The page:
I encountered the works of Chinese artist Liu Wei twice this year. The first was during Art Basel Miami Beach, when the Rubell Collection featured his “Liberation No. 1.” Wei first created the massive array of vertical lines by importing random images from the Internet, and then blending them into a composition he printed out on large canvases. The result was what I thought was one of the most beautiful summations of the breadth and speed of images we encounter every day, an evocation of the modern city, a seismograph of colors and forms, and a continuation of the tradition of abstraction so central to modernist art.
A few months later, Wei popped up again on the international art fair circuit that has itself become the speed-dating collage of images into which the modern art world has morphed. At Frieze New York, he stole the show with his "Library II-III." Three fragments of a Gotham-like metropolis (meaning the kind of city of setback towers and vaguely classicist blocks that have formed the backdrop for so many Batman comics and movies) sat on metal frames mounted on wheels, implying that you could rearrange these pieces at will to compose your own city.
Wei constructed these sculptures out of books he cut apart and (I assume with the help of his studio assistants) reassembled into these rough-hewn scale models. If you looked carefully, you could make out the strata of printed paper, but what was more important to me was the sense that these were forms that were built out of layers, like the Earth. They reminded me of the soft chalk stone or other crumbly material that seems so solid, but falls apart in your hand when you touch it. Worn and fragile, Library II-III was at the same time massive and full of the thrust proper to skyscraper cities.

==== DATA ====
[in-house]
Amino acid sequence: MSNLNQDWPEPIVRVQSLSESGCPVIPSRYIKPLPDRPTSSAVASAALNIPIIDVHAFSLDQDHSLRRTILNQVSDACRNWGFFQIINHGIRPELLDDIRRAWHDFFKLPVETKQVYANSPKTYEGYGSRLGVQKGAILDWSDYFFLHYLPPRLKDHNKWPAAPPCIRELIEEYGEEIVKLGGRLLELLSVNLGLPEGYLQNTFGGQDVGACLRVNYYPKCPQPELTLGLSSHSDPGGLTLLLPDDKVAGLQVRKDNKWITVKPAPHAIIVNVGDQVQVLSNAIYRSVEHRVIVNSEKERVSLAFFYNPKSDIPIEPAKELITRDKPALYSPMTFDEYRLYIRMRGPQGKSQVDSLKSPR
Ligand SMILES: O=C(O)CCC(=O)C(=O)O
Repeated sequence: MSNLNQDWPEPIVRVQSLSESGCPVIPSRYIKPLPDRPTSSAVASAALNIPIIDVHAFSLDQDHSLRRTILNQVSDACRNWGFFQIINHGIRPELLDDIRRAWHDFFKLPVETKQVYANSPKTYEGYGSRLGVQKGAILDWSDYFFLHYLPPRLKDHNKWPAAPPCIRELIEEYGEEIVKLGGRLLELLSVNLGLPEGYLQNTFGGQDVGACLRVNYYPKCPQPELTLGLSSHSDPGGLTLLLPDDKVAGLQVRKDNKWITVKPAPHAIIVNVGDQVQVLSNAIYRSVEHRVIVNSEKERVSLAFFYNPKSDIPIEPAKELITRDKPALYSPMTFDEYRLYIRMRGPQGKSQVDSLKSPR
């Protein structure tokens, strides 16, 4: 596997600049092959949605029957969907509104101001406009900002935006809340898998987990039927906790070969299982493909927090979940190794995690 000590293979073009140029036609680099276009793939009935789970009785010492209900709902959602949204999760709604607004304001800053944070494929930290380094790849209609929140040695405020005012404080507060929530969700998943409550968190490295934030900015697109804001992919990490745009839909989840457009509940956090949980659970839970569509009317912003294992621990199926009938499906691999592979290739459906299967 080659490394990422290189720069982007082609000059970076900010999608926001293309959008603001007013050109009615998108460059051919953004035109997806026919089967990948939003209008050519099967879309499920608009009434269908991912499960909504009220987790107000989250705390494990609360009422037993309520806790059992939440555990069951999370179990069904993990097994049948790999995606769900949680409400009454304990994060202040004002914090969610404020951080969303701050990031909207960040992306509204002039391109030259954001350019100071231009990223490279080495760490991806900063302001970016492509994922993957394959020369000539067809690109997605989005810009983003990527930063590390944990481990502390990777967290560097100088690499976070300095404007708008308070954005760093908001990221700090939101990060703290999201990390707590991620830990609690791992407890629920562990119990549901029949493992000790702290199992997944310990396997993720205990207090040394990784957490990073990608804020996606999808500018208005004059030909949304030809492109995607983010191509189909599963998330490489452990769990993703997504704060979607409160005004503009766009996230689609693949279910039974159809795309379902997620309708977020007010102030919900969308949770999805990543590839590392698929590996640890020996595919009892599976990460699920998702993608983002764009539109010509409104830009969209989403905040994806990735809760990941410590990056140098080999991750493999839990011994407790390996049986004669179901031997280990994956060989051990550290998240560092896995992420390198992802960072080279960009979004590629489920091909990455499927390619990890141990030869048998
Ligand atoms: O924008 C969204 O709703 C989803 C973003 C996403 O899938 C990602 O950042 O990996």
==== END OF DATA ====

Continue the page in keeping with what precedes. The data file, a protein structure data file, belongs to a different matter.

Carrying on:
Wei loves using commonly found materials, whether they are computer images, waste he finds on the street, doors and window frames, or pieces of porcelain he packs up. In the almost 20 years since he graduated from the China Academy of Art in Hangzhou, he has turned both what his country leaves behind as it thrusts itself forward into the global economy and what it aspires to build, into monuments that make us stop, look, and consider those building blocks. We see in them their beauty, their aspirations, and the isolation as fragments unmoored from any static structure.
My next stop after the Frieze Art Fair, in a temporary tent on an island looking out over Manhattan’s skyscrapers, was the exhibition of the late Lebbeus Woods’s work at The Drawing Center (open through June 15). It was a slightly nostalgic occasion for me, as I remember seeing many of the drawings soon after Woods had made them in his studio, but what struck me this time was how much they are not the science fiction or ruin porn that many of us have categorized them as representing, but rather that they are loving evocations of the city in all its wonder, dread and, above all else, tectonic instability. Whether the city is unstable because of war (Architecture and War, a series Woods created in reaction to the early 1990s wars in the former Yugoslavia), earthquakes, or just the instability and fragility of human artifice, Woods’ structures seemed, like Liu’s: both falling apart and constructing an alternative metropolis. It might not be the one we would want to or even could inhabit, but it may be the one we really do, one that only good artists and architects make us see.
Aaron Betsky is a regularly featured columnist whose stories appear on this website each week. His views and conclusions are not necessarily those of ARCHITECT magazine nor of the American Institute of Architects.